You have a robot that can clean your floor, but you have to give it a sequence of commands directing its movements. The floor is mapped as a grid, and each command contains distance (number of cells) moved followed by one word for the direction (up, down. left, or right). For example, assuming that the robot is in position $(2,3)$, here are the places it would go based on the command indicated (always starting from $(2,3)$):
2 up $\rightarrow $ $(2,5)$
1 down $\rightarrow $ $(2,2)$
1 left $\rightarrow $ $(1,3)$
3 right $\rightarrow $ $(5,3)$
There is some juice spilled on the floor, covering all cells for which the two coordinates are the same, for the entire floor surface. For example, on a floor that is of dimension $3$ by $4$, the cells with spilled juice would be $(1,1$), $(2,2)$ and $(3,3)$. You want to make sure that the robot manages to go to each of these cells on that diagonal. You also want to make your robot stop as soon as all dirty cells have been covered, even if it did not manage to cover the entire floor.
The input starts with one line containing $2$ positive integers smaller than $20$, representing the dimension of the floor (maximum value for $x$ first, followed by maximum value for $y$). The integers are separated by a single space.
The second line contains the initial position for the robot ($x$ value, a space, then $y$ value), within the range of the grid size specified on the first line of input.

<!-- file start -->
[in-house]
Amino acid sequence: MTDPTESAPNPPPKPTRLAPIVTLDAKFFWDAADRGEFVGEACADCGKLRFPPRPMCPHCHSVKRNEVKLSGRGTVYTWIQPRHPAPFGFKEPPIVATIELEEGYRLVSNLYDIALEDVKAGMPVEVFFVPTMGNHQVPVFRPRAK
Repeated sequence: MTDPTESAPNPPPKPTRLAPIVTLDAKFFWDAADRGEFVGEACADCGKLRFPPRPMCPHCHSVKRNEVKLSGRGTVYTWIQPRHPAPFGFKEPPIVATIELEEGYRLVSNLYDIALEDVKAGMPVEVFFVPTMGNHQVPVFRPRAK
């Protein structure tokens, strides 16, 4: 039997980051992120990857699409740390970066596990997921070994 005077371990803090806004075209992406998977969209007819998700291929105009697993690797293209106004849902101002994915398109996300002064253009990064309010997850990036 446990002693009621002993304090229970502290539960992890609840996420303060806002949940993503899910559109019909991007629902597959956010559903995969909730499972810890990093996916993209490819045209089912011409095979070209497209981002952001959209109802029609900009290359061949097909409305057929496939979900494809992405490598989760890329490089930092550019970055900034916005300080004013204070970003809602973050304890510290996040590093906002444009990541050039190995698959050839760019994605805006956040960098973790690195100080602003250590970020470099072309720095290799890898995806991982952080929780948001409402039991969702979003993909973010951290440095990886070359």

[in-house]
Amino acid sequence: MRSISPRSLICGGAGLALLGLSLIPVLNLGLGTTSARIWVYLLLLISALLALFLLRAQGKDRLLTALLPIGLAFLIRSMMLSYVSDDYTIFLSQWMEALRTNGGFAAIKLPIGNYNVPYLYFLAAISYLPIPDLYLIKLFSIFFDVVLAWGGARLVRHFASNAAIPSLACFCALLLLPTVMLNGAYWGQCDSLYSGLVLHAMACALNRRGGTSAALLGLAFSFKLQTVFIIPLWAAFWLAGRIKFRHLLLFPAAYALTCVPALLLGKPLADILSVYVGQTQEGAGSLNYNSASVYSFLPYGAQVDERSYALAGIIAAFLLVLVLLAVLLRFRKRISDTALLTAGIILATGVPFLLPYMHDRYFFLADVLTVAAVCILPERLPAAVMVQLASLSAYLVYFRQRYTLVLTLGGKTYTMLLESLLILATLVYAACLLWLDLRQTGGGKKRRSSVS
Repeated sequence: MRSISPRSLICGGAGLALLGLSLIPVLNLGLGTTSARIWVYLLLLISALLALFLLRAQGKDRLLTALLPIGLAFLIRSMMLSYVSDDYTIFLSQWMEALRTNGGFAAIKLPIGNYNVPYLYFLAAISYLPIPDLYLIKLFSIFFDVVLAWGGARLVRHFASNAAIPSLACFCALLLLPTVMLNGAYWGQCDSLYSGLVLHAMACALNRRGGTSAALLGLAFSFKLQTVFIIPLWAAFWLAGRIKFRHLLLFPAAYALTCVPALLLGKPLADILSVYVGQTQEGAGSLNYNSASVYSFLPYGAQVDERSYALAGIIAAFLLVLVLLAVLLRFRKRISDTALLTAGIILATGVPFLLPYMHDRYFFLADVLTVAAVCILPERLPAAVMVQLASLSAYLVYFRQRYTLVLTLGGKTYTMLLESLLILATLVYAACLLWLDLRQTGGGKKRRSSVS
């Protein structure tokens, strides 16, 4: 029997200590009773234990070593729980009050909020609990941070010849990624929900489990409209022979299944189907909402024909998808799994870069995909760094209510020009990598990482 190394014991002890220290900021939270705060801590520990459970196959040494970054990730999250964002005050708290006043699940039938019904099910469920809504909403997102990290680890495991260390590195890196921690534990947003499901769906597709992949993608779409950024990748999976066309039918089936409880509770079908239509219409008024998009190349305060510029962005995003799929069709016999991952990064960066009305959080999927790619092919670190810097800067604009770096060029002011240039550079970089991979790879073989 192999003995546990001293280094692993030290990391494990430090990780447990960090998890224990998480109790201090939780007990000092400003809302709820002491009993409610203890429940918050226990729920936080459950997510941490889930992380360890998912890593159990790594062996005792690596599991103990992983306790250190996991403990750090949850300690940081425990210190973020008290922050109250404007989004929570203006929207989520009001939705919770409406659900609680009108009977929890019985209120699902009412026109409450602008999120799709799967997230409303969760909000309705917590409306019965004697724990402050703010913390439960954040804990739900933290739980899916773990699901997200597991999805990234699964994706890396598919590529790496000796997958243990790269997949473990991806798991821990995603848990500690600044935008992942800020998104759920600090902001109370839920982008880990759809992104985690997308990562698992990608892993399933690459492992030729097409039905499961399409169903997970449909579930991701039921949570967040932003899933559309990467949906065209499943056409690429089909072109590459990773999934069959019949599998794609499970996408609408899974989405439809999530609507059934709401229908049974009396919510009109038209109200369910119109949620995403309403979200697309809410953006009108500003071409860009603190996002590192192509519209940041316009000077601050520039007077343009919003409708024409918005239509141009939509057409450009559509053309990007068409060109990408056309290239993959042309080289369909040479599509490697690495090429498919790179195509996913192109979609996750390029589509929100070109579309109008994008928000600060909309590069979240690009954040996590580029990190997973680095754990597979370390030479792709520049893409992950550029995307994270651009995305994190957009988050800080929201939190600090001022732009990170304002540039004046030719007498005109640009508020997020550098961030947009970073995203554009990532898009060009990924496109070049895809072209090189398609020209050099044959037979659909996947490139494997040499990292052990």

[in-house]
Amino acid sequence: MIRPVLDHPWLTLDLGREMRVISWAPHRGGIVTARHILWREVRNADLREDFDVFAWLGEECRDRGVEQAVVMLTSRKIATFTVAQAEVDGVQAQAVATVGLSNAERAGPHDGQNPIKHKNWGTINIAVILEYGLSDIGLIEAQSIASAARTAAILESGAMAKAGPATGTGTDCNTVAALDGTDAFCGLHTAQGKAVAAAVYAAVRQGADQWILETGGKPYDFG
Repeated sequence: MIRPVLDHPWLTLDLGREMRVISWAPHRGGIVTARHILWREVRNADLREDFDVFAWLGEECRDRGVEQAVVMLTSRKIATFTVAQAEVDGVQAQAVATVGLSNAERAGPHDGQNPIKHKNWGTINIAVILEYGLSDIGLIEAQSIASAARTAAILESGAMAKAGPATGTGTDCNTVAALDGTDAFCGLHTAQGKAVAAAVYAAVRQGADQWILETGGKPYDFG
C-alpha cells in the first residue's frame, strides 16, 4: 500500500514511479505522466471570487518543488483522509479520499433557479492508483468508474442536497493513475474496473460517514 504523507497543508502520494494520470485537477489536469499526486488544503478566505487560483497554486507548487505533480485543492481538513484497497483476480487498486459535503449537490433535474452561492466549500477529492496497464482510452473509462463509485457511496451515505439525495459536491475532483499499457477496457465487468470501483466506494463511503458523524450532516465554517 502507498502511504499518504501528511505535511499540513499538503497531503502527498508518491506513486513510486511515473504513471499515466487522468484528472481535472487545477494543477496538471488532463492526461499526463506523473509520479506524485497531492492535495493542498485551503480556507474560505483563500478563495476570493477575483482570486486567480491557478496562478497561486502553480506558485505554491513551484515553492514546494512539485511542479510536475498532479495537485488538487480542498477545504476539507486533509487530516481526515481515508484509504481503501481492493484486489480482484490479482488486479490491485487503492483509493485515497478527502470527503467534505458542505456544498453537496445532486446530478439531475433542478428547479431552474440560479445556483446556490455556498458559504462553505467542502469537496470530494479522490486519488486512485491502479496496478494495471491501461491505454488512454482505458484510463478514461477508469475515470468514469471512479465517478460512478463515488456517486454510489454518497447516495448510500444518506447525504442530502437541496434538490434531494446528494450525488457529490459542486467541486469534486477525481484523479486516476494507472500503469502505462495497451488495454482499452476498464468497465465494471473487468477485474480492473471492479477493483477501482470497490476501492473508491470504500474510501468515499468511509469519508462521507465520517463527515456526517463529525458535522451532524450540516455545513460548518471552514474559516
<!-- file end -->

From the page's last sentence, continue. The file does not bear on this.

Then the third line has a positive integer $n$ (smaller than $50$) indicating the number of moves programmed for your robot. Finally, you have $n$ lines, one per move, each one first indicating the number of cells the robot should move (as a positive integer) and then the direction of that move (as one of the four words above). It is guaranteed that all moves will be valid (i.e., will stay within the boundary of the floor grid).
You should follow the moves of the robot, and print its location ($x$ coordinate, then $y$ coordinate) at the end of each move. Take note if, as the robot moved, it went over one of the dirty cells. Once all dirty cells have been cleaned, stop the robot (i.e., do not make it continue with the sequence of moves).
For the first example below, the cell $(1,1)$ is covered by the initial position, the cell $(3,3)$ is covered by the second move, and the cell $(2,2)$ is covered by the fourth move. Then all remaining moves are not done.
For the second example below, the movements are the same, but since the grid is larger, the dirty cell $(4,4)$ is never covered, so the result of all moves are listed in the output.
|Sample Input 1||Sample Output 1|
3 4 1 1 7 2 up 2 right 1 down 2 left 1 down 2 right 3 up
1 3 3 3 3 2 1 2
|Sample Input 2||Sample Output 2|
4 4 1 1 7 2 up 2 right 1 down 2 left 1 down 2 right 3 up
1 3 3 3 3 2 1 2 1 1 3 1 3 4